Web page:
Acetaminophen is the most common analgesic prescribed in pediatrics in the United States today. It is an effective analgesic and antipyretic for the management of mild pain however, it does not possess anti-inflammatory properties. It has been substituted for aspirin for pain and fever management as it does not inhibit platelet function. It causes less gastric irritation and is not implicated in Reye syndrome. Over dosage (more than 3 grams in a child under 2 years or more than 15 grams in an adult) may result in acute liver failure and nephrotoxicity. Allergic reactions are very rare. Chewable tablets may contain phenylalanine and thus should be prescribed with caution in patients exhibiting phenylketonuria.
Its mechanism of action is inhibition of the synthesis of prostaglandins in the central nervous system and blockage of pain-impulse generation peripherally. Its antipyretic properties are produced from inhibition of the hypothalamic heat regulating center.
Contraindications: Hypersensitivity to acetaminophen or any component of the formulation.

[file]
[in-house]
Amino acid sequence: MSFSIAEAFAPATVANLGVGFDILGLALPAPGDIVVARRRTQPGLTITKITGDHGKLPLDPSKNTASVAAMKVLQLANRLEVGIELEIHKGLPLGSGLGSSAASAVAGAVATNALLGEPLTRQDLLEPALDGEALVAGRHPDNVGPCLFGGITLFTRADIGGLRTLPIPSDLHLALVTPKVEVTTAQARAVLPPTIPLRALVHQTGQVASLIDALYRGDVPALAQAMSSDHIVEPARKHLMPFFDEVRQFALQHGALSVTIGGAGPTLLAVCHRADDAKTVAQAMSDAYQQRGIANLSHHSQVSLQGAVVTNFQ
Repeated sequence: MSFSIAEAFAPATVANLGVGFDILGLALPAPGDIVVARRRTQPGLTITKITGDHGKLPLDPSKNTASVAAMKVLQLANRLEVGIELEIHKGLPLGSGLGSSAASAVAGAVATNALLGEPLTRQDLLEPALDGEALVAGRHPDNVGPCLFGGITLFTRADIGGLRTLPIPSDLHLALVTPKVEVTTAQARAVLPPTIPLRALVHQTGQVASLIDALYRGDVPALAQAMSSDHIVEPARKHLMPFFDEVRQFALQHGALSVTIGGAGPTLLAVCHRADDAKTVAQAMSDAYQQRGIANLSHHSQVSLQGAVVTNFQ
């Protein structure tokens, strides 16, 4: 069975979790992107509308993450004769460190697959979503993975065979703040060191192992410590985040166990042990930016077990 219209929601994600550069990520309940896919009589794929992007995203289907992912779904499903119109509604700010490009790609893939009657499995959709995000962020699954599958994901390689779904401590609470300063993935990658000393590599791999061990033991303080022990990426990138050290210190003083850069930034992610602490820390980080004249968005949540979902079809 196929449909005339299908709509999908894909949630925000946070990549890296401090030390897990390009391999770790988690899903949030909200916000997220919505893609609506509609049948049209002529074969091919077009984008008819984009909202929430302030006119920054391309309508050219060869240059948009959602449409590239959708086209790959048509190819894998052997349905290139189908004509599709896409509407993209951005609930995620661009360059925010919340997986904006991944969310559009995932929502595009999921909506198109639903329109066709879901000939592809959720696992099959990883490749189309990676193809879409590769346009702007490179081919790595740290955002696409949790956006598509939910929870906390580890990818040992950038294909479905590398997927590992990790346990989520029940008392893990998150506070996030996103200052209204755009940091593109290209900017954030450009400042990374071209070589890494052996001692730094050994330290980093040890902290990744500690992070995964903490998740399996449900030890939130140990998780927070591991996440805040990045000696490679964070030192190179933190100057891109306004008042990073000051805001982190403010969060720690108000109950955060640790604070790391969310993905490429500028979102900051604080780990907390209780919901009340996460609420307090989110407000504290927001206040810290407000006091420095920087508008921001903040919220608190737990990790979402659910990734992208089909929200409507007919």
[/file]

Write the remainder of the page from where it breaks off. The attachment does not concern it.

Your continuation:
Warnings/Precautions: Do not exceed the maximum dose. Acute over dosage may cause severe hepatic toxicity. Patients should be instructed to contact healthcare provider if used for fever lasting >3 days or pain lasting >5 days in children and 10 days in adults.
Children < 12 years: 10-15 mg/kg dose every 4 to 6 hours as needed. Do not exceed 5 doses (2.6 g) in 24 hours.
Adults: 325-650 mg every 4 to 6 hours or 1000 mg 3-4 times/day. Do not exceed 4 grams/day.
Drops: 100 mg/ml (15 ml) or 80 mg/0.8 ml (15ml)
Elixir: 32 mg/ml (120 ml)
Tablets: 80 mg chewable or 325 mg regular or 500 mg extra strength
Suppository, rectal: 120 mg, 325 mg, 650 mg